“All of those elements have made it a different kind of set-up than any other affordable housing,” Landis said.
As “workforce” housing, the development’s target market is families in which the primary wage earner is making $12 to $20 per hour. Rent at the development will range from about $550 to $900 per month, not including utilities.
There are income requirements attached to the housing in that the families must earn less than 60 percent of the area’s median income — roughly $40,000 — to qualify. Because the income qualification process carries an expiration date, Bier said applications for the housing will not be available until late 2017 or possibly early 2018.
“It’s great if we have a long waiting list in advance,” he said.
Elements have also been designed to better handle stormwater than previous uses of the site with the goal of reduced total volume, reduced peak rate and improved water quality. Changing the site from an impervious surface to town homes with large grassy areas essentially meets the minimum requirements for stormwater management, but the developer has also implemented retention grading to allow stormwater to slowly infiltrate the soil, which will result in a large reduction in the rate at which water runs off the site, Doty said.
Wellheads visible in portions of the site are the remaining signs of the measuring and testing of groundwater on the site that was required by law prior to development. Doty said there had initially been some concern in that area in terms of potential contamination, but the tests found nothing.
“The bottom line is there’s no contamination or concerns for contamination on the site,” Doty said.
The development will also bring needed open space to the northwest quadrant, which has two small parks among the rows of homes that were built up around Carlisle Tire & Wheel during its productive years.
“As urban centers grow and develop, this used to be the edge of town. At one time, it probably made sense for a factory to be out here,” Doty said.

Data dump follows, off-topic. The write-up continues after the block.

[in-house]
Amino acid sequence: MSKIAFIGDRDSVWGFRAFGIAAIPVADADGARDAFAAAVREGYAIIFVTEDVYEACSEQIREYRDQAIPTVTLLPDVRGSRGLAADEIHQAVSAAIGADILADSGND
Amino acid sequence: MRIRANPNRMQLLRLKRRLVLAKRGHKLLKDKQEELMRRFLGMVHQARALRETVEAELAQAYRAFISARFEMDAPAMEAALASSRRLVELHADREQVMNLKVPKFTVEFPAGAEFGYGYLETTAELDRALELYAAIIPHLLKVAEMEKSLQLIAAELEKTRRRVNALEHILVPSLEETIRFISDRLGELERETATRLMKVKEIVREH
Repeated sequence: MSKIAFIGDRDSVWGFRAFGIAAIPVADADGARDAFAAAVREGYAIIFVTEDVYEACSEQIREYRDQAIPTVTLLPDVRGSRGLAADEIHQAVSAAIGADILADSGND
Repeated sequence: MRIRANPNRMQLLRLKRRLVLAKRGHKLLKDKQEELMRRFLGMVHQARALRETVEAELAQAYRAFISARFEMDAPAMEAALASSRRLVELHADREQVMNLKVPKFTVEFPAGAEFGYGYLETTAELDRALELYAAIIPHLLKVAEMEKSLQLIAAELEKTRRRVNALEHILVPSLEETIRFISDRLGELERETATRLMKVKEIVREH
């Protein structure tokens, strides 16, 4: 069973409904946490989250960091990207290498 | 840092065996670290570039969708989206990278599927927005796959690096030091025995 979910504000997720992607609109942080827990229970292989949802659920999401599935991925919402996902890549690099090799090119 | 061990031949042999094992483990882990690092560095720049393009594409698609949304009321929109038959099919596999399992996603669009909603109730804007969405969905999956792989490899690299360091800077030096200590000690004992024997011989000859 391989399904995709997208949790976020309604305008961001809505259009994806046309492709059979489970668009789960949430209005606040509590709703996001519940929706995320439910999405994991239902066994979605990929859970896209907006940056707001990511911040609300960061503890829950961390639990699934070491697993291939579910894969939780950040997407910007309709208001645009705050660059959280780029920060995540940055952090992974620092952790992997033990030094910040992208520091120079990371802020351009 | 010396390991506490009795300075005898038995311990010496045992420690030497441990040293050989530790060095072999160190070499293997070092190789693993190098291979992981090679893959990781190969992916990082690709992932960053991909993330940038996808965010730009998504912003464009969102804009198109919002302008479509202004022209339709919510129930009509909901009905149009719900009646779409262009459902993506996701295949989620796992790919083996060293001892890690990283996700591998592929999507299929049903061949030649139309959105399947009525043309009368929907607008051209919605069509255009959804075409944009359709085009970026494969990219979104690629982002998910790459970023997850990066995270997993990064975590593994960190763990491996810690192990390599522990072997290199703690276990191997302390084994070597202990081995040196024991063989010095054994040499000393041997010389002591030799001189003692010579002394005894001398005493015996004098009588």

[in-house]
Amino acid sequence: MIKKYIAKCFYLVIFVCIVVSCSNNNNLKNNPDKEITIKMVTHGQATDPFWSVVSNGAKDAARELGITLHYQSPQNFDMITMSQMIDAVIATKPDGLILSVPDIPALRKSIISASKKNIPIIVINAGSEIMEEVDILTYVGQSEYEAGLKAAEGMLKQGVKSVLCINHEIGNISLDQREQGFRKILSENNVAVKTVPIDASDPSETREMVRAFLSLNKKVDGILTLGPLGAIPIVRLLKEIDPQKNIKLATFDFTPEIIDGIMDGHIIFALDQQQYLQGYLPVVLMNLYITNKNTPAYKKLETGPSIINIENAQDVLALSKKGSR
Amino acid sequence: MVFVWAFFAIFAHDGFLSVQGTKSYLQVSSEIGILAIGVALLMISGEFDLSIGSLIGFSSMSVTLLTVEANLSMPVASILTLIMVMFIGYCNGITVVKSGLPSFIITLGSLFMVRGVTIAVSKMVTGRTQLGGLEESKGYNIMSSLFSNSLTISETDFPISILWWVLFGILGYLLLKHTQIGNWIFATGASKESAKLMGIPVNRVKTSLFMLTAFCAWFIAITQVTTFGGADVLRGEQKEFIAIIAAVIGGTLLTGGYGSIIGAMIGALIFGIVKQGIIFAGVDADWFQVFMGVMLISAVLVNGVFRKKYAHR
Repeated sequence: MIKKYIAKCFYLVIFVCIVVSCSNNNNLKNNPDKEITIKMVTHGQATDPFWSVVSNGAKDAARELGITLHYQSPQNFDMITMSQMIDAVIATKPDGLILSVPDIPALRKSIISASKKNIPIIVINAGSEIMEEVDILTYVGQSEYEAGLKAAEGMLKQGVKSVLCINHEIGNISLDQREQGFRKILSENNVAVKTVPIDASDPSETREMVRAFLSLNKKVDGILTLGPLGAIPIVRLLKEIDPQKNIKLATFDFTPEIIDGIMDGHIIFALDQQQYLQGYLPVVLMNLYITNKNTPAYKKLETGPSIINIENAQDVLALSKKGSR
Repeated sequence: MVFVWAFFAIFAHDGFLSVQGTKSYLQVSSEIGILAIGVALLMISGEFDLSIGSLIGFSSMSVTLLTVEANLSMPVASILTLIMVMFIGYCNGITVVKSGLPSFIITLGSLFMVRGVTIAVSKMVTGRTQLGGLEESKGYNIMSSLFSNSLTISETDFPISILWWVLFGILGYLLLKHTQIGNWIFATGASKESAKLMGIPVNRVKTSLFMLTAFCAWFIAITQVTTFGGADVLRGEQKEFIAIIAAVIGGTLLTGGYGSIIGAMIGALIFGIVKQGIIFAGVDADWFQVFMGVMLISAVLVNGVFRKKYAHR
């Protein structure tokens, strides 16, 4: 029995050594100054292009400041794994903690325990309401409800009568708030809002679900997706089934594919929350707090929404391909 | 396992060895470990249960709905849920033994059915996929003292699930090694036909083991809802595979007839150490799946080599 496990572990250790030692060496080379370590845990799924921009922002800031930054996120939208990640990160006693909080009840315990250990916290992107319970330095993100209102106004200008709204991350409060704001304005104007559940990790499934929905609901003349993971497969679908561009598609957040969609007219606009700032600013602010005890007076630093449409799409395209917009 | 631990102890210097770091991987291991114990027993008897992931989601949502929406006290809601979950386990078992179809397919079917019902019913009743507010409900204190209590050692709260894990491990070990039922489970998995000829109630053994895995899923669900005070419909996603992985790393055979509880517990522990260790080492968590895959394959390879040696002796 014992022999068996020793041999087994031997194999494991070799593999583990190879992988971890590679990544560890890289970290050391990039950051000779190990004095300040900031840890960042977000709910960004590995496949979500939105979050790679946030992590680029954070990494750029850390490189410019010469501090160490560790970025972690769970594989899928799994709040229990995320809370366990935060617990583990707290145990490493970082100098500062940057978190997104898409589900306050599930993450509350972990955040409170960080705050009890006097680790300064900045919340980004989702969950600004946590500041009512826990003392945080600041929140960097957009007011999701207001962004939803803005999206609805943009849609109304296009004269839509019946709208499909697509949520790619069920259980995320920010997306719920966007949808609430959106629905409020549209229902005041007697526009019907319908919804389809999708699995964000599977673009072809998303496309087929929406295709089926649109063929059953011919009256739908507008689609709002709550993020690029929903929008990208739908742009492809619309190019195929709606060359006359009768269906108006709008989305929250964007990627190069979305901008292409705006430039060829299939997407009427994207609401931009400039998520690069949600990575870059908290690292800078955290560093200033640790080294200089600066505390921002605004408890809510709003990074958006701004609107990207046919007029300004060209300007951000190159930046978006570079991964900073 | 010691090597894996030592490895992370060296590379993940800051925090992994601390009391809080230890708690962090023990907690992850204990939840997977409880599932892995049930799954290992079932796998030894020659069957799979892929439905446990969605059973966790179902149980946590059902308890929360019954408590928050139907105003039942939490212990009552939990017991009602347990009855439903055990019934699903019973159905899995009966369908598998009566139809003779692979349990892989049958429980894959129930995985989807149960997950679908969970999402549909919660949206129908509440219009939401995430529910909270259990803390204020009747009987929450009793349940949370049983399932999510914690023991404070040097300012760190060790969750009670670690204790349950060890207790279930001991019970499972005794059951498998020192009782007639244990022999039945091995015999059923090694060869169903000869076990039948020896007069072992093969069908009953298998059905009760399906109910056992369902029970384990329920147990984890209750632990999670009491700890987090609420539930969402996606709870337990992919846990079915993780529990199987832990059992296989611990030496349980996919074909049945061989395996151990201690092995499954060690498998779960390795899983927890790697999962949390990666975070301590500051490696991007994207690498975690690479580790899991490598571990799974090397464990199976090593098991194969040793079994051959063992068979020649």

The areawide study included a third former industrial site that has not seen as much activity as its two counterparts.
When the Carlisle Urban Redevelopment Plan was unveiled, the project team envisioned the former Tyco Electronics facility as the North Hanover Gateway. One scenario called for the adaptive reuse of the existing building while another would have office and mixed retail use on the site. Development would also place an emphasis on changing the look of North Hanover Street between the Army War College and the traffic light where Hanover, East and Clay streets come together.
The site is still being marketed by CBRE Inc. Like the other two sites, the Hamilton Street site is zoned as an urban mixed-use district.
Assistant Borough Manager Susan Armstrong said the site is still considered part of the borough’s overall development plan.
“The borough looks forward to an opportunity to potentially partner and work with a future buyer/developer when the opportunity presents itself,” she said.
Even with a potential project at the Tyco site still off in the future, residents of the area are looking forward to the changes to what have been empty factories or vacant lots for almost a decade and the potential the projects have to bring additional improvements to the surrounding area.
Landis said people in the community around the sites would like to see “a proper grocery” included in one of those lots as an alternative to convenience stores for those who do not have a car. The nearest grocery store to the northwest quadrant of town is Karns on Spring Road — about a mile and a half away from the center of the quadrant.
“We’re pretty hopeful and positive about what’s happening in the neighborhood right now,” Landis said.